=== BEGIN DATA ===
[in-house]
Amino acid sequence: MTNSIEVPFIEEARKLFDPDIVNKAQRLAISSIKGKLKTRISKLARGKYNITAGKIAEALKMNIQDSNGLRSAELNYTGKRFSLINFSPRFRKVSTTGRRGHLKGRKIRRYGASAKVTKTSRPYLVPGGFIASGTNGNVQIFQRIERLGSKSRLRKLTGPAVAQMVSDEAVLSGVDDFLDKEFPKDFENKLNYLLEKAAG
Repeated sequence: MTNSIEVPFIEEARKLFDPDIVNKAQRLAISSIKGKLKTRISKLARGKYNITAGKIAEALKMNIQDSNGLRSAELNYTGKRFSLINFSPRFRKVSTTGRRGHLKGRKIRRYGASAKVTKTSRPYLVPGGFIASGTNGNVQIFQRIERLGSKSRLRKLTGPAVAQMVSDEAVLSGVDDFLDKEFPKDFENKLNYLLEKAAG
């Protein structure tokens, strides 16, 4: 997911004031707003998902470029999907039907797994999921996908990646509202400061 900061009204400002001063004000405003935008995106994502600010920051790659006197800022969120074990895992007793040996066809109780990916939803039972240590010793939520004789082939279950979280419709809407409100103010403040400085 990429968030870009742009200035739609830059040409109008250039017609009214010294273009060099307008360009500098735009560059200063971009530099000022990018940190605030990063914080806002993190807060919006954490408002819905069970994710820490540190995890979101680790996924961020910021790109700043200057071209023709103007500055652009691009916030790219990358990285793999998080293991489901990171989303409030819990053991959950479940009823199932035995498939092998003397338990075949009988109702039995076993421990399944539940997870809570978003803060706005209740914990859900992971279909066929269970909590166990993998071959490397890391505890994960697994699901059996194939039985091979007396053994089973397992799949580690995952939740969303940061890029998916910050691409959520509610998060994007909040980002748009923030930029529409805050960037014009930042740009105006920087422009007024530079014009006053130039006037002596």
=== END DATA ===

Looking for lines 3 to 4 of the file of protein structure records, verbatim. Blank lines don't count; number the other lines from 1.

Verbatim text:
Repeated sequence: MTNSIEVPFIEEARKLFDPDIVNKAQRLAISSIKGKLKTRISKLARGKYNITAGKIAEALKMNIQDSNGLRSAELNYTGKRFSLINFSPRFRKVSTTGRRGHLKGRKIRRYGASAKVTKTSRPYLVPGGFIASGTNGNVQIFQRIERLGSKSRLRKLTGPAVAQMVSDEAVLSGVDDFLDKEFPKDFENKLNYLLEKAAG
């Protein structure tokens, strides 16, 4: 997911004031707003998902470029999907039907797994999921996908990646509202400061 900061009204400002001063004000405003935008995106994502600010920051790659006197800022969120074990895992007793040996066809109780990916939803039972240590010793939520004789082939279950979280419709809407409100103010403040400085 990429968030870009742009200035739609830059040409109008250039017609009214010294273009060099307008360009500098735009560059200063971009530099000022990018940190605030990063914080806002993190807060919006954490408002819905069970994710820490540190995890979101680790996924961020910021790109700043200057071209023709103007500055652009691009916030790219990358990285793999998080293991489901990171989303409030819990053991959950479940009823199932035995498939092998003397338990075949009988109702039995076993421990399944539940997870809570978003803060706005209740914990859900992971279909066929269970909590166990993998071959490397890391505890994960697994699901059996194939039985091979007396053994089973397992799949580690995952939740969303940061890029998916910050691409959520509610998060994007909040980002748009923030930029529409805050960037014009930042740009105006920087422009007024530079014009006053130039006037002596």